Sunday 25 Sep 2016

Checkmate
M Alan Roberts

Overcoming strategic endeavors makes us grow as individuals. I play chess everyday. A game came built in on my computer. Anytime that I get tired from writing or pissed off thinking about the government, I play a game of chess. When I first realized it was there, and played my first game, I started on level five - thinking I was at least a mediocre player. My father taught me the basic moves when I was about five years old and I had played here and there since then (mostly whenever the government placed me in the county jail). So, I figured with my 35 years plus experience, I would fare well at level five. Long story short, I took a beating that nobody should ever have to endure.

Degraded, I dropped the game to level three. Got beat miserably. Determined, I set the game at level one and proceeded to play 200 games. That wasn't my plan, it was just that it took me 200 games to get my win level up to 25%. At that point, I switched up to level two - where I am now. I just now finished a game less than 5 minutes ago. Got beat miserably.

Stripped of my masculinity, I cursed the game (again), stabbed the red X in the upper right of my screen to close it, and hopelessly wondered how I will ever make it to level 10. Level 10! To me, right now, it seems that it will be impossible to ever reach that.

But, I know better.

It might take me one million games to be able to reach a 25% win ratio at level nine, but I know that I can do it - if I choose to. That is sort of like life isn't it? I mean, life involves strategy everyday. That is, for those of us who do not cower away from it. We are all amazing; we all have unlimited potential. I believe that when we feel that we are underneath of anything, we have to intentionally put forth the effort necessary to overcome our limitations. That way, they are not really limitations at all.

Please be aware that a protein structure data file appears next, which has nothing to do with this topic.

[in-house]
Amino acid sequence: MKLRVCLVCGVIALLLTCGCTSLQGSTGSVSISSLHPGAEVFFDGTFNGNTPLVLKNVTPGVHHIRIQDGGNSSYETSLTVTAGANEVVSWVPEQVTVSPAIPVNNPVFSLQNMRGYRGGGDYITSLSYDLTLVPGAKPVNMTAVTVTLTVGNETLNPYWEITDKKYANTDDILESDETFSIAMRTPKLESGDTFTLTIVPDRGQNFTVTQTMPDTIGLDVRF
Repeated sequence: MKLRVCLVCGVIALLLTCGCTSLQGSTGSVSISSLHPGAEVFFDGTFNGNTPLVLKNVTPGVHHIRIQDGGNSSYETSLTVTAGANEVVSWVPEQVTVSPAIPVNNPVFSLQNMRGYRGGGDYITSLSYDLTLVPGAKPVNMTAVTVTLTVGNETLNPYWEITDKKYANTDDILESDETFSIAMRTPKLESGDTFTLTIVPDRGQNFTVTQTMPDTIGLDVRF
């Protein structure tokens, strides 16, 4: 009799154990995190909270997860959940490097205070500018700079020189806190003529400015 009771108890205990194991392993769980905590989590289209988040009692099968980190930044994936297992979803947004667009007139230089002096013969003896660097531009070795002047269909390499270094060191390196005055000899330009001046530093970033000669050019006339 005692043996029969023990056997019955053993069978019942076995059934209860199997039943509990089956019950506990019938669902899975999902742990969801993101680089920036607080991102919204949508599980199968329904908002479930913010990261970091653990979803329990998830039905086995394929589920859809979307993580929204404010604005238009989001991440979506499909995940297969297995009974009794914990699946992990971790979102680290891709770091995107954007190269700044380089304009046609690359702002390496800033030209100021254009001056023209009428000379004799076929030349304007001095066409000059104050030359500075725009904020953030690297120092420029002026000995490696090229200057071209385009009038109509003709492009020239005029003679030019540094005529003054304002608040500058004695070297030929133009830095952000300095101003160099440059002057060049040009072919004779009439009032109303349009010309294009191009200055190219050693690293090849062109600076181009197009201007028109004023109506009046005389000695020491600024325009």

What if, in our lives, we were always afraid to try anything new - a new level? What if we thought that we couldn't possibly ever reach a certain level of performance? What if we never gave conscious thought to strategizing and trying to overcome obstacles? Our minds would cave in. My father used to tell me that, without regular stress, we would all go crazy. My father loved stress. I believe that he grew to love stress so dearly because he felt that anything so vile would surely destroy him if he did not embrace it thoroughly. We must embrace our enemies. We must strive to have no enemies. We must embrace what we disobey. Whatever complicates us, we have to blow it away - like the gnat that flies 1 inch from our lips.

Sometimes, I wonder which chess piece I would choose to be. Of course, the obvious thought is to always be the queen. She is the most versatile. She seems to have all the power. But, I am a man! I don't want to be a queen. What else then? The bottom line is that each piece has its own strengths and weaknesses. So does each human in existence have their own - and they vary from day to day! The best strategy - for chess as well as life itself - is case dependent. If we wish to grow, then we must keep our minds open. We must look in all directions and try to discern the path of least resistance to the greatest collective good.

The very thing that makes life tasty is finding a way through difficulties and emerging victorious. The only real way that you can be in a state of checkmate is to refuse to join the game.

M Alan Roberts is a radical thinker. He has a gimlet eye for injustice, much as did Frederich Engels, a century and a half before. Still, Roberts finds a way to write effective SEO copy. This suggests both sides of his brain, his mind, work equally well.

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